I, Dalton Lewis, have a crushing mental illness that turned me from a twenty-four year old with potential into a crazy, fat man, living with my parents and screaming at the walls. Believe me, the walls deserved it. These conversations inside my head matter! I need to deal with my hallucinations. That takes up most of my day, leaving a little left for writing, reading and hobbying. Talking to the voices in my head is a necessity, like breathing. They distract me from the world around me. They confuse me. Sometimes my condition makes me sit there, not moving, for a long time. Occasionally I will laugh at nothing or smile a bright smile for no reason — a maniacal grin, as they used to call it.
That — and my own actions — prevented me from having a real career. I bagged groceries for a while, pretending that I felt fulfilled by having such a menial position. I would bring in carts, and people would buy groceries and leave their carts out, and I would bring them in again, and they would take them out again, an unending cycle of menial labor. I should have been proud to get people their groceries into bags or put their carts back into the store for them to use them. I didn’t care — it crushes one’s soul to do something like that all day long. I can’t even do that anymore. That was fifty pounds ago, when I was 250. Now I weigh 300 pounds and can’t manage to bring carts in.
Do I give up?
I don’t give up. The world may suck, but don’t surrender to it. That’s terrible and lonely and sad. Fight back! Continue to do something you care about even when facing total disaster and humiliation. Face the world, and say, fuck you, I’m not going to give up on my dreams. Scream at reality that you won’t ever give up. Do it. Stand up, right now, and scream, I won’t give up. I won’t ever stop trying. Walk when you can’t run anymore. Crawl when you can’t walk. Continue to write, writing novel after novel even if no one reads them. Okay?
Pessimism sucks; cynicism doesn’t. Describing the world as fucked up is fine as long as it makes you work harder and give more to overcome all those difficulties. I will write about what’s wrong with the world, but my characters will always fight for what they love. They won’t sit around, smoking cigarettes and talking about their emotions. They will do things, have adventures, and live their lives to the absolute maximum.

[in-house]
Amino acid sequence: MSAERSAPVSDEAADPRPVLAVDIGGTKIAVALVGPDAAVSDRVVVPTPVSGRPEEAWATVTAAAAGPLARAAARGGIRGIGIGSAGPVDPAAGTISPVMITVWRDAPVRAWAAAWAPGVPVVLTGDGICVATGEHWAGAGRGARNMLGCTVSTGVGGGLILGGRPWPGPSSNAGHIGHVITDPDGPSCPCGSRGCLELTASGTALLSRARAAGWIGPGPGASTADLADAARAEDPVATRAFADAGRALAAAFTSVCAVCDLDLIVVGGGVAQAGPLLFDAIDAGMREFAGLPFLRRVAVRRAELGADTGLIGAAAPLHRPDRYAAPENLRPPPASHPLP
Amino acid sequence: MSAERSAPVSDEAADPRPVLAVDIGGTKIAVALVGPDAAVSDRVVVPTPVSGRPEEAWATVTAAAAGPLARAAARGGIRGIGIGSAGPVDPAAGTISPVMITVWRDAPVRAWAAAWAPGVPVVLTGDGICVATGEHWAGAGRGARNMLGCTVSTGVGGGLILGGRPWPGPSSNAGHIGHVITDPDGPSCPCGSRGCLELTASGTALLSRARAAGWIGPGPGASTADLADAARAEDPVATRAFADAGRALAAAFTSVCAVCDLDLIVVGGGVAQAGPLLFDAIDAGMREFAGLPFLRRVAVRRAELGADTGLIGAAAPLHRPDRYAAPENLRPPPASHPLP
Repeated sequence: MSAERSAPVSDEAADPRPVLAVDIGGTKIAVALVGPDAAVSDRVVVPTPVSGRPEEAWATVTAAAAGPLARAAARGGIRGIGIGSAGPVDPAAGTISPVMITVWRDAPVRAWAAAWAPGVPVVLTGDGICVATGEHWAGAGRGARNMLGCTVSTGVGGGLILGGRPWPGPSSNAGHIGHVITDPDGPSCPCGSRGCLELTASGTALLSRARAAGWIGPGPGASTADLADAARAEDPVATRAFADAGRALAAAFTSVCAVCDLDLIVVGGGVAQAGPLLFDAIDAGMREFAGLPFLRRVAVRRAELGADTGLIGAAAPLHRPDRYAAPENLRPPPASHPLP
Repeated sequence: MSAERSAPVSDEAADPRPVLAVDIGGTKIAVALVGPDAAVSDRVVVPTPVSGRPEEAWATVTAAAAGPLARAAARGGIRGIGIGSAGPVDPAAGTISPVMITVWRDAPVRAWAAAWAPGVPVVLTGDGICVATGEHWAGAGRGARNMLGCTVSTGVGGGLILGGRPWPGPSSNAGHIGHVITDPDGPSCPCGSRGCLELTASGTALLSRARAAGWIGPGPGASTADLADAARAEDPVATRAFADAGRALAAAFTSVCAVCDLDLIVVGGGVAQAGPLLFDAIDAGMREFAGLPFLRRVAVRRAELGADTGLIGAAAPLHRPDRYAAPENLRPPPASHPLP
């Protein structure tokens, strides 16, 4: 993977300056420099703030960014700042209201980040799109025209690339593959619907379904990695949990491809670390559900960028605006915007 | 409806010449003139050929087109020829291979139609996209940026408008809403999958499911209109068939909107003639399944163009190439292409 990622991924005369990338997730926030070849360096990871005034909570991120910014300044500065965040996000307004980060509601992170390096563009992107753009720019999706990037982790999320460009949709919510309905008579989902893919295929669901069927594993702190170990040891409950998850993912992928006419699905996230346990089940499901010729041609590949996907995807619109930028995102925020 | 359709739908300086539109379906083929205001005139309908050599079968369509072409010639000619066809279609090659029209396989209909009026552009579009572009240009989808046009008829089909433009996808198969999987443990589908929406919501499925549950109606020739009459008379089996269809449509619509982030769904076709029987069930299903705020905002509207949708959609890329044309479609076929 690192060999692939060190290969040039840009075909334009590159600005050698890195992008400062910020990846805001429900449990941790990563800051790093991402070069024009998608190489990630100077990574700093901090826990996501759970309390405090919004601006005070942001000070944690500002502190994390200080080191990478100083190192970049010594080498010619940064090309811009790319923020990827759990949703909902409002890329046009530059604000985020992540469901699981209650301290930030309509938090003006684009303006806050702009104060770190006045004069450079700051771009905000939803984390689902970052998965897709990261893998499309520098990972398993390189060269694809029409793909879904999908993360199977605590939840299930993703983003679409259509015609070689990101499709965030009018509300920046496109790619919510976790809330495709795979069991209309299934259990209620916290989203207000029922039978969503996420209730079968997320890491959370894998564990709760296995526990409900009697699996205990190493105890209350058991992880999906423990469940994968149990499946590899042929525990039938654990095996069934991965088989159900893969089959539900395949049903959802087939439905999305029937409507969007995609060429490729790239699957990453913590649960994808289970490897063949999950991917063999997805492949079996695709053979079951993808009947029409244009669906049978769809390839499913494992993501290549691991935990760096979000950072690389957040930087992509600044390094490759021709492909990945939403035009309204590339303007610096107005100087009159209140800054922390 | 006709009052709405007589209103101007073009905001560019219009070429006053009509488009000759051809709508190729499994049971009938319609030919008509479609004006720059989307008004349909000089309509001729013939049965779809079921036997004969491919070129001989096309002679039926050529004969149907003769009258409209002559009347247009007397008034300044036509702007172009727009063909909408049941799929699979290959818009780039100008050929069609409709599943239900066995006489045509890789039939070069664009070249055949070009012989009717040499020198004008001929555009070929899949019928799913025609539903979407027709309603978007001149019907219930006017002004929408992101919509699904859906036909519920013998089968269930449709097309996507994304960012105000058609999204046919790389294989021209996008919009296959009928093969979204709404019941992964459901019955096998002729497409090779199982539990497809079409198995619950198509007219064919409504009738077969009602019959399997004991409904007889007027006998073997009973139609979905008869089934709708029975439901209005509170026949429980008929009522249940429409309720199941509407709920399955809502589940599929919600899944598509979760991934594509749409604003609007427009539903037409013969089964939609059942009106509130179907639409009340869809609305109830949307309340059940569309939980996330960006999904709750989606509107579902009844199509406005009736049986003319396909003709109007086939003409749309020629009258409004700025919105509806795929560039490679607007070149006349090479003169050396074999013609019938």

My friends have goals. Finnegan wants to write role-playing games and play as many indie RPG’s as possible. Simon is writing a time-travel novel. Philip is making a web series with a grant that he received. Terry is streaming Warhammer 40k games and video games to try to gain an audience doing that. Gilbert, of course, is a tax lawyer who writes wills for people. Richie is traveling the world and having adventures. I am continuing to write novels in hopes of writing that big, great American novel.
Will I succeed? I don’t know, but I will try it for as long as I can breathe and eat and think and type. Doing something matters. Effort matters. Doing one’s best is an absolute necessity, and I hadn’t been doing that for the last twenty years. I had written regularly but not every day, and I hadn’t written for a set period of time each day. I hadn’t made a schedule, and as a consequence I only wrote half a dozen books that I hadn’t done enough work to rewrite. I needed to give my books more time and attention. Rewriting the shit out of those books should have been my priority. Instead I published draft 1.5, not letting those second and third drafts impress audiences.
What do I do now? I work out most days. I read a book a week. I write three hours a day. Today is day four or so of writing three hours a day, and already I have published a novella, fan fiction story of 5000 words, and written a blog entry every day in the month of August. I have started something, made a difference in my career. I’m proud of that and look to continue.
Thanks, and take care, friends.